Krafla Geothermal Power Plant

Krafla geothermal power plant is located in NA Iceland.  The plant has 2 x 30 MW units, the turbines have double pressure inlet and dual flow, 5 steps on each side. Mannvit has been involved in the design and preparation of the power plant from the beginning. In total, 33 boreholes were drilled, including 17 high pressure production wells and 5 low-pressure production wells. The plant uses 110kg/second of 7.7 bar saturated high-pressure steam and 36 kg/sec of 2.2 bar saturated low-pressure steam and has been in operation at 60MW since 1999. The plant is owned and operated by Landsvirkjun (National Power Company).

Krafla Geothermal Power Plant Design -

Krafla geothermal power plant timeline:
1974 - First exploration wells 
1975 - Beginning of seismic and volcanic impacts threaten continued development of the plant 
1975 - Production wells and construction of power plant despite seismic activity
1977 - Power Plant begins operation
1978 - Power production starts
1984 - Significant decline in seismic and volcanic impact
1996 - 2nd steam turbine installed and beginning of additional drilling
1999 - Producing 60 MW 

The construction work started in 1974 / 1975 with drilling and a contract for the two units was signed with MHI.  Unfortunately volcanic activities started in the area at the same time giving a lot of difficulties in drilling and harnessing the geothermal field.  For a while it was uncertain whether Krafla would ever actually enter operation when, early on, large-scale volcanic eruptions occurred only two kilometers away from the plant, posing a serious threat to its existence. Work continued, however, and phase one of the power plant went on line early in 1977.

With respect to this situation, the progress was adjusted in the way that the first unit was installed and commissioned in 1978 but only with partial load.  In the coming years further drilling was carried out and in the middle of the eighties the first unit was operating on full load when the effect of the volcanic activities on the geothermal fluid started to decline. In the middle of the nineties the chemistry of the fluid had still improved and it was decided to start further drilling and to install the second unit, purchased almost 20 years earlier. This time everything went according to plan and the second unit was installed and commissioned in 1997.  Since then Krafla has been in operation without problems.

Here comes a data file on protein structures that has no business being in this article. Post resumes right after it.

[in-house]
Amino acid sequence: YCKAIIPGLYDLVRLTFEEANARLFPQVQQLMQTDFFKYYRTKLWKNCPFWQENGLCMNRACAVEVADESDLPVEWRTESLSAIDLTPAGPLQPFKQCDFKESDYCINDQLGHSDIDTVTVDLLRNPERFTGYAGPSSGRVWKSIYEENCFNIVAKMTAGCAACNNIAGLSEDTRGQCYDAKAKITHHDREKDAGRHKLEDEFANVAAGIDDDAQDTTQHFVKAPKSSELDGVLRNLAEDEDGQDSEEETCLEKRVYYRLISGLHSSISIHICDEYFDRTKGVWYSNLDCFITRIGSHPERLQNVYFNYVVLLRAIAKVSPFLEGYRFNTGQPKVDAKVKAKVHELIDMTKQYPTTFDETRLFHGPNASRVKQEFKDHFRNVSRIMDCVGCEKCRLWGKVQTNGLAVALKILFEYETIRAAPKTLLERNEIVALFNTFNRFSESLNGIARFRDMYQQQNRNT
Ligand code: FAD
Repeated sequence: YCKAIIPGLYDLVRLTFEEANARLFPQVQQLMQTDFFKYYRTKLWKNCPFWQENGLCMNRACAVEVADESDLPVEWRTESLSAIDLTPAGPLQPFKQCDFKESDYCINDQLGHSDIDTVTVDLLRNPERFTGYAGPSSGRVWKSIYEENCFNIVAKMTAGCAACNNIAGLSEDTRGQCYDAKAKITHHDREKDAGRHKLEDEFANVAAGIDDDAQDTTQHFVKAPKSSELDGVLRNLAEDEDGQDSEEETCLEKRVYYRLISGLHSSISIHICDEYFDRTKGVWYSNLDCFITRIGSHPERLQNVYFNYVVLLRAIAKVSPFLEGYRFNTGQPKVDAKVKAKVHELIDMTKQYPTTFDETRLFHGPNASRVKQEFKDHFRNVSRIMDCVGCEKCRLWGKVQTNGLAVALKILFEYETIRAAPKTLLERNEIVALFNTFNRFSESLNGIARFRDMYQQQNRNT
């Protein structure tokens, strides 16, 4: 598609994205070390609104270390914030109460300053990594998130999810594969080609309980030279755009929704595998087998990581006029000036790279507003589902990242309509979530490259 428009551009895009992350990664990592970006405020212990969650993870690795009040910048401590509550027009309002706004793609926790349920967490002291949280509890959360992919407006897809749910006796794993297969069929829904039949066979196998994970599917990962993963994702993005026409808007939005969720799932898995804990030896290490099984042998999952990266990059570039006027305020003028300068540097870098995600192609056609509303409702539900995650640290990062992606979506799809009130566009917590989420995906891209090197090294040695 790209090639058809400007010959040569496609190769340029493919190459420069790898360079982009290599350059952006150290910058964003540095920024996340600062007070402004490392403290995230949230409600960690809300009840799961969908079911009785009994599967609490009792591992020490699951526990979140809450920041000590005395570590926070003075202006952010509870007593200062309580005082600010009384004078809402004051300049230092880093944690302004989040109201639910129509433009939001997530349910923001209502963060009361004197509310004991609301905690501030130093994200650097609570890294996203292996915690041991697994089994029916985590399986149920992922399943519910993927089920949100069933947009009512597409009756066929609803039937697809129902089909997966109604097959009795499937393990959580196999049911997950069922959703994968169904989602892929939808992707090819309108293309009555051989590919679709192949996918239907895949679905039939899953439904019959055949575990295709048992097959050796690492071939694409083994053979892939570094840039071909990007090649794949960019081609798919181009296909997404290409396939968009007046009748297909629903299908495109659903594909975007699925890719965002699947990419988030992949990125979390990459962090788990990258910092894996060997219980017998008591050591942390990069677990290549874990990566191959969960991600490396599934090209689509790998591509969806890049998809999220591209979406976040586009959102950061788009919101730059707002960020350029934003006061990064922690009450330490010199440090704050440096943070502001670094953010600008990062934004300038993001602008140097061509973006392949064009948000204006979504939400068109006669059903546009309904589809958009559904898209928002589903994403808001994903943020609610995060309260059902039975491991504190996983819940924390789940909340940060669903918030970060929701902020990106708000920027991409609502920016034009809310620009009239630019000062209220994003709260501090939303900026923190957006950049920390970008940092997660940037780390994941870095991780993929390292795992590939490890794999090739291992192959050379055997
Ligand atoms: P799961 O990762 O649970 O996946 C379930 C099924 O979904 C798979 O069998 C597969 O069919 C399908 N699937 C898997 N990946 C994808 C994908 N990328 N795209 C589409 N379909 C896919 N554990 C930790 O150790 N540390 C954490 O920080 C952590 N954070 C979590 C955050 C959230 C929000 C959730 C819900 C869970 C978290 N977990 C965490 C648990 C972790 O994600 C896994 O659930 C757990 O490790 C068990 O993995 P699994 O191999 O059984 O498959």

During this development many complicated problems arose and were solved in due course.  For instance the steam gathering system had to be redesigned and refurbished to meet the requirements of the double pressure inlet to the turbines and the overall control and safety system was refurbished to meet modern requirements and specifications.  Mannvit and Verkís have been responsible for all the engineering in Krafla from the very early beginning to the present. In 1996 Landsvirkjun decided to finalize the installation of the second turbine and provide enough steam to make it possible to run the power plant at maximum output and efficiency.

One of the wells (IDDP-1) in the "Iceland Deep Drilling Project" was drilled in 1999 in Krafla geothermal reservoir and reached magma (molten lava). That particular well had a bottom hole temperature measured at 430°C and became the world’s hottest geothermal well. The engineering to harness the well is under the responsibility of Mannvit.  


  • Feasibility report
  • Site lay-out planning
  • Conceptual design
  • Detailed mechanical design
  • Environmental impact study and report
  • Modeling of groundwater flow and transportation of contaminants
  • Drilling engineering
  • Project management
  • Overall plant design
  • Detailed design of HVAC systems
  • Bid preparation and tender evaluation
  • Site supervision
  • Commissioning
60 MW 
Installed capacity
110 kg/second 

In 1975 a large-scale volcanic eruption occurred only two kilometers away from the plant, posing a serious threat to its existence. Work continued, however, and phase one of the power plant went on line early in 1977. Today the area is subject to an international R&D project called IDDP.